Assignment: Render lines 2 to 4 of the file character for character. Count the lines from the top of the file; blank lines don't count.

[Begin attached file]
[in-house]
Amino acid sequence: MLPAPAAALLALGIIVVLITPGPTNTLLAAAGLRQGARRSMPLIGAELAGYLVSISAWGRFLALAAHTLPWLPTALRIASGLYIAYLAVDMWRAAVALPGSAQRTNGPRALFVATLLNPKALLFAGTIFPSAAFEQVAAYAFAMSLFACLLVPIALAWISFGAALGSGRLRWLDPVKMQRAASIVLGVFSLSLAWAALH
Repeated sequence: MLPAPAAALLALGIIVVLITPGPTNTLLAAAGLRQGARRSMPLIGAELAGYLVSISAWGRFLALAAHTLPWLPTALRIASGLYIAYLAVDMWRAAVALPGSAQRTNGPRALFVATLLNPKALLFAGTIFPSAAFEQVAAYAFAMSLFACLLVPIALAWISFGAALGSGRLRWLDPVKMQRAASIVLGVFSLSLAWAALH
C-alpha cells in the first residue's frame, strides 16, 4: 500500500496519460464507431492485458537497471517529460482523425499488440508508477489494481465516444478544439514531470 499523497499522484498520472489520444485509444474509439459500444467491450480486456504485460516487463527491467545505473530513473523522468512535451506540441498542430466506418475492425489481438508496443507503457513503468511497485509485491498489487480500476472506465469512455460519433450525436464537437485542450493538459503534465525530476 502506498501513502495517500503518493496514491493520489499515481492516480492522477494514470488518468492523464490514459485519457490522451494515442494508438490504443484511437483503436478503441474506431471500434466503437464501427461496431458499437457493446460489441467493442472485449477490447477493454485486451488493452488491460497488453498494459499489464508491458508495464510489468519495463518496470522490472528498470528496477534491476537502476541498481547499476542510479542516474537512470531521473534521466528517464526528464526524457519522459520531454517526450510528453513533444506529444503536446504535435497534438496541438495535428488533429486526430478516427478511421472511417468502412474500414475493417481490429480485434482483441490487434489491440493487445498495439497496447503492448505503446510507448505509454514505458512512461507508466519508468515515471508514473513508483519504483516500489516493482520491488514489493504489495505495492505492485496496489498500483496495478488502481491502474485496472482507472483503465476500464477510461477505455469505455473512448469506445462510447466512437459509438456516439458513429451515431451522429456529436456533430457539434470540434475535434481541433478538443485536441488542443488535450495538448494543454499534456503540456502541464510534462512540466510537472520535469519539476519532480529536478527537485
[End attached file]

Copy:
Amino acid sequence: MLPAPAAALLALGIIVVLITPGPTNTLLAAAGLRQGARRSMPLIGAELAGYLVSISAWGRFLALAAHTLPWLPTALRIASGLYIAYLAVDMWRAAVALPGSAQRTNGPRALFVATLLNPKALLFAGTIFPSAAFEQVAAYAFAMSLFACLLVPIALAWISFGAALGSGRLRWLDPVKMQRAASIVLGVFSLSLAWAALH
Repeated sequence: MLPAPAAALLALGIIVVLITPGPTNTLLAAAGLRQGARRSMPLIGAELAGYLVSISAWGRFLALAAHTLPWLPTALRIASGLYIAYLAVDMWRAAVALPGSAQRTNGPRALFVATLLNPKALLFAGTIFPSAAFEQVAAYAFAMSLFACLLVPIALAWISFGAALGSGRLRWLDPVKMQRAASIVLGVFSLSLAWAALH
C-alpha cells in the first residue's frame, strides 16, 4: 500500500496519460464507431492485458537497471517529460482523425499488440508508477489494481465516444478544439514531470 499523497499522484498520472489520444485509444474509439459500444467491450480486456504485460516487463527491467545505473530513473523522468512535451506540441498542430466506418475492425489481438508496443507503457513503468511497485509485491498489487480500476472506465469512455460519433450525436464537437485542450493538459503534465525530476 502506498501513502495517500503518493496514491493520489499515481492516480492522477494514470488518468492523464490514459485519457490522451494515442494508438490504443484511437483503436478503441474506431471500434466503437464501427461496431458499437457493446460489441467493442472485449477490447477493454485486451488493452488491460497488453498494459499489464508491458508495464510489468519495463518496470522490472528498470528496477534491476537502476541498481547499476542510479542516474537512470531521473534521466528517464526528464526524457519522459520531454517526450510528453513533444506529444503536446504535435497534438496541438495535428488533429486526430478516427478511421472511417468502412474500414475493417481490429480485434482483441490487434489491440493487445498495439497496447503492448505503446510507448505509454514505458512512461507508466519508468515515471508514473513508483519504483516500489516493482520491488514489493504489495505495492505492485496496489498500483496495478488502481491502474485496472482507472483503465476500464477510461477505455469505455473512448469506445462510447466512437459509438456516439458513429451515431451522429456529436456533430457539434470540434475535434481541433478538443485536441488542443488535450495538448494543454499534456503540456502541464510534462512540466510537472520535469519539476519532480529536478527537485